Bronchial Asthma

Dr G. P. Agrawal, MB, BS, Athnair

Asthma is a disease of the lower respiratory tract brought on by obstruction due to parasympathetic over activity which, in acute attacks, causes narrowing of the bronchioles and outpouring of excessive mucus into the lumen of the bronchioles.


  • Emotional disturbances
  • Allergy
  • Heredity

These three play an important role, and

  • Respiratory tract infections
  • Exertion are important factors predisposing bronchial asthma.

The homeopathic view is that asthma is caused by intestinal dyscrasias (buddock). The yogic view is that it is caused by emotional factors.

Types of asthma

  1. Episodic or allergic: generally occurs in early age, especially in males.
  2. Chronic asthma: occurs later and generally in females. The cause of this may be hereditary.

Clinical features

  1. Episodic or allergic asthma
    Allergic asthma is sudden in onset, and may come at any time. It is associated with a feeling of tightness in the chest and intense expiratory dyspnea. Expiration becomes exhausting; inspiration is short and gasping. Wheezing expiratory sounds are heard; unproductive, coughing usually occurs. Pulse is rapid and central cyanosis may also be present.
  2. Chronic asthma
    Clinical features of chronic asthma can be described as continuous wheezing with breathlessness on exertion. Cough, mucoid sputum, and recurrent episodes of respiratory infection are common features. Sometimes chronic bronchitis also occurs.

Physical signs

  1. During attack
    Chest remains in the position of full inspiration. On percussion, hyper-resonant breath sounds are vesicular in character with prolonged expiration. In severe asthma, air flow is sufficient to produce rhonchi.
  2. Between attacks
    No abnormal signs except rhonchi are generally found in chronic asthma. Childhood asthma may cause pigeon chest deformity.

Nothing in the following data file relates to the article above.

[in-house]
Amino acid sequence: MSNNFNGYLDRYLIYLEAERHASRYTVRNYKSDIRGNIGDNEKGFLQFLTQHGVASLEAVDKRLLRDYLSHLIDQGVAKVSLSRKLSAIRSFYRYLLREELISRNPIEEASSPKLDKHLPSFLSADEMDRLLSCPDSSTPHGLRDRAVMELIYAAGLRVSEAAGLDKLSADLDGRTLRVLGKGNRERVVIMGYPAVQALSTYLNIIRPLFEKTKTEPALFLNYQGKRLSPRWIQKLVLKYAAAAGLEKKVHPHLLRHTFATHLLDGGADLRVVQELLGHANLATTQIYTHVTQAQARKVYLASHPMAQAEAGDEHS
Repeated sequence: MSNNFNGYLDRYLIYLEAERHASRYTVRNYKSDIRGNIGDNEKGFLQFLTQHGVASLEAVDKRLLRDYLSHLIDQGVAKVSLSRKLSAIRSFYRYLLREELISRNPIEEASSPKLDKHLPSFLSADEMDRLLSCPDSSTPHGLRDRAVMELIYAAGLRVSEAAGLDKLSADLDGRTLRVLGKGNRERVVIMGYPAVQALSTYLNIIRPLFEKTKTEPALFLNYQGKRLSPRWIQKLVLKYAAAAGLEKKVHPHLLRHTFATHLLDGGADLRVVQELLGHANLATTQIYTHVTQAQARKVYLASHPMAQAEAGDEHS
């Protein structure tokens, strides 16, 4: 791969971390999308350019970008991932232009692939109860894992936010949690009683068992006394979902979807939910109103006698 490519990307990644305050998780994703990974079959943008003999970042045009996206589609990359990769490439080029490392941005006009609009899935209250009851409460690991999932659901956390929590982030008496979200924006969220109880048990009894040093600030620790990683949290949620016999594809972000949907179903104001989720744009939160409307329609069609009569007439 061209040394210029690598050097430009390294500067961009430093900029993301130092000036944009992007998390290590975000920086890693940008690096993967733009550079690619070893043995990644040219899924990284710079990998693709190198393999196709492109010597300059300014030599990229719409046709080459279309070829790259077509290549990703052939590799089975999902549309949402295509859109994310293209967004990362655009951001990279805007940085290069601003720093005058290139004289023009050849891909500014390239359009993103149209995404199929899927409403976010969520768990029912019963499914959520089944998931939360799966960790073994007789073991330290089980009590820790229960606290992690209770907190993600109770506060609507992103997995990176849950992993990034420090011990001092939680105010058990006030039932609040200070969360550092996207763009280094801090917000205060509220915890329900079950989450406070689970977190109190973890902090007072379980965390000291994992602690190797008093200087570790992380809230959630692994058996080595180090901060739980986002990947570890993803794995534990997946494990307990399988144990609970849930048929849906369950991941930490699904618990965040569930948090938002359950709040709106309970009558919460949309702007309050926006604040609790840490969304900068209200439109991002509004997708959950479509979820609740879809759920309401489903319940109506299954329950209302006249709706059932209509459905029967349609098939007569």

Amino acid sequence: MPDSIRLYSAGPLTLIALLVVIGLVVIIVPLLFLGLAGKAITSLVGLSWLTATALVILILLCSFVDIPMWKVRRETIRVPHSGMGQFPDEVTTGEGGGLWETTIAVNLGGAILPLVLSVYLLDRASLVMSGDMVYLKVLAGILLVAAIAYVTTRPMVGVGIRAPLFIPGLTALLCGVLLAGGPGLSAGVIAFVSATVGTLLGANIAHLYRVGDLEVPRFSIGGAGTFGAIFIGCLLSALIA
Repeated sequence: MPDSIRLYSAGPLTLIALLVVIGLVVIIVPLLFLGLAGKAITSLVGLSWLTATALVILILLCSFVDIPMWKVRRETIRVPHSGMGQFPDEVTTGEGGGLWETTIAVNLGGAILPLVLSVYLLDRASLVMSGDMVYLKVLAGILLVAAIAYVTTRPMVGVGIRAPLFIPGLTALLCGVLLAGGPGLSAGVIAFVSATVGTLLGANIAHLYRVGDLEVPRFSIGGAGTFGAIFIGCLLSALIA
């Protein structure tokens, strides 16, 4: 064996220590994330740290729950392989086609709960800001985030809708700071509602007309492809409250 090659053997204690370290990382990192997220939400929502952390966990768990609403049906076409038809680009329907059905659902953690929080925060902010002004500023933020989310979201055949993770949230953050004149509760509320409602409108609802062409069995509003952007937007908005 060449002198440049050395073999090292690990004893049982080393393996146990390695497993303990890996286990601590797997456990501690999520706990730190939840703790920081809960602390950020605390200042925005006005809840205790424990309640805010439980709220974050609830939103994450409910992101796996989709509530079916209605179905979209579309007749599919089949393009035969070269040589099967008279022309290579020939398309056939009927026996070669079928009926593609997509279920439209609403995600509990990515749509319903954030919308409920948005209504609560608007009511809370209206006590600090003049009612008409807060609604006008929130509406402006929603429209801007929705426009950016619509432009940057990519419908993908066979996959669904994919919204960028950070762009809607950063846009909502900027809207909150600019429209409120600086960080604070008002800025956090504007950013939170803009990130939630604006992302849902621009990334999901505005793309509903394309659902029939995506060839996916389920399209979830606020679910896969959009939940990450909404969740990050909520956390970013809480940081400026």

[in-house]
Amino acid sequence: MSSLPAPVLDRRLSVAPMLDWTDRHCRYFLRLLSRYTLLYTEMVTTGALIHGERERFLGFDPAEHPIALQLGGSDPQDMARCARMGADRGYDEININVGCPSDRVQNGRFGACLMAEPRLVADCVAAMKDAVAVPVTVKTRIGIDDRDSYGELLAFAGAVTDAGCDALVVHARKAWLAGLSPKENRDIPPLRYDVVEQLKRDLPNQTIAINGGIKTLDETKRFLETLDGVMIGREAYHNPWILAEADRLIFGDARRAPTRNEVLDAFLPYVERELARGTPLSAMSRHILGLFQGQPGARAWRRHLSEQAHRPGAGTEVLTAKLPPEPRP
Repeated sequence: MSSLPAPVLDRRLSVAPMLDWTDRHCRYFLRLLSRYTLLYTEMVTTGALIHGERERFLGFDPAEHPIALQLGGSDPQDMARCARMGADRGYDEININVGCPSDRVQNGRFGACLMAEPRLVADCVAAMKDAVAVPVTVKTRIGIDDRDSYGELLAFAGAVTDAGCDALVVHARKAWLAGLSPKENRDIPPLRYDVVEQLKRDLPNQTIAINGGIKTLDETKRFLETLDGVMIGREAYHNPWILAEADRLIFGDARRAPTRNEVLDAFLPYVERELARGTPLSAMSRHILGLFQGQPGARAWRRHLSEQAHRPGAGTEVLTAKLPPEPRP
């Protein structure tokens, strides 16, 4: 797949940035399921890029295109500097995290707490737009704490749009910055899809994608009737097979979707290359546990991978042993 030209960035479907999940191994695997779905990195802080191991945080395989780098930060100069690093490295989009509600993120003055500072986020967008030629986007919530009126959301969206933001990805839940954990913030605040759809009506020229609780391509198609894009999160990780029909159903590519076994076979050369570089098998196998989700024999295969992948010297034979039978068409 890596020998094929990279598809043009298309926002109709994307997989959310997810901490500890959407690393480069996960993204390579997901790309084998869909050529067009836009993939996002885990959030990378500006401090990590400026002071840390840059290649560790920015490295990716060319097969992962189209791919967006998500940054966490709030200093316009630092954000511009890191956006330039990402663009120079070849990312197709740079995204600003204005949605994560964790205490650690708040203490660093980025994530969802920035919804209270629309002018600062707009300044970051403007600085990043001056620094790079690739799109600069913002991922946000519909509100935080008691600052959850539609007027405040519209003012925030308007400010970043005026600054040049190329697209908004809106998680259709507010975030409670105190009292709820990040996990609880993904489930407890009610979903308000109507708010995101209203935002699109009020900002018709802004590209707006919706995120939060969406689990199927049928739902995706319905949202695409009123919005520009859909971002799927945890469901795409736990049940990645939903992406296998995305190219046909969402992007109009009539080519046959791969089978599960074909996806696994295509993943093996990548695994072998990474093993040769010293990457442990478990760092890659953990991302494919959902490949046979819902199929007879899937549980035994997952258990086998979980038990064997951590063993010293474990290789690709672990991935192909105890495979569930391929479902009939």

3. X-ray
    -sometimes signs of emphysema
    -occasional opacities from lobar collapse

Medical management of bronchial asthma

Asthma can be managed in the following ways:

  • Inhalation of bronchial sympathomimetic agents
  • Oral bronchodilator
  • Injections of theophylline or aminophylline in dextrose
  • Management of allergy by corticosteroids
  • Management of respiratory tract infection by antibiotics
  • Prophylactic control of exertion asthma by inhalation of sodium chromoglycate
  • Emotions can be managed by diazepam tablets or injections.

Recent research findings

A number of experiments have revealed that asthma can be either cured or the patient's condition vastly improved by yoga practices.

Dr Bhole, MD of Lonavala Institute, who has investigated the influence of yogic pranayamas in normal and asthmatic individuals*1, has reported the following findings:

  1. Minute volume decreases in deep breathing and pranayama practice, but in forced breathing and hyperventilation, minute volume increases.
  2. Decrease in minute volume (M.V.) is more in pranayama than deep breathing.
  3. Suitable type of pranayama automatically reduces rate of breathing and leads to a condition of respiratory standstill for some length of time.
  4. Tidal volume values (T.V.) are less in pranayama in comparison to deep breathing.
  5. Carbon dioxide levels in the blood increase during pranayama breathing while other metabolites do not increase in the body due to relaxed general condition of muscles. Gradual rise of carbon dioxide levels in the blood should have beneficial psycho-physiological effects on the individual.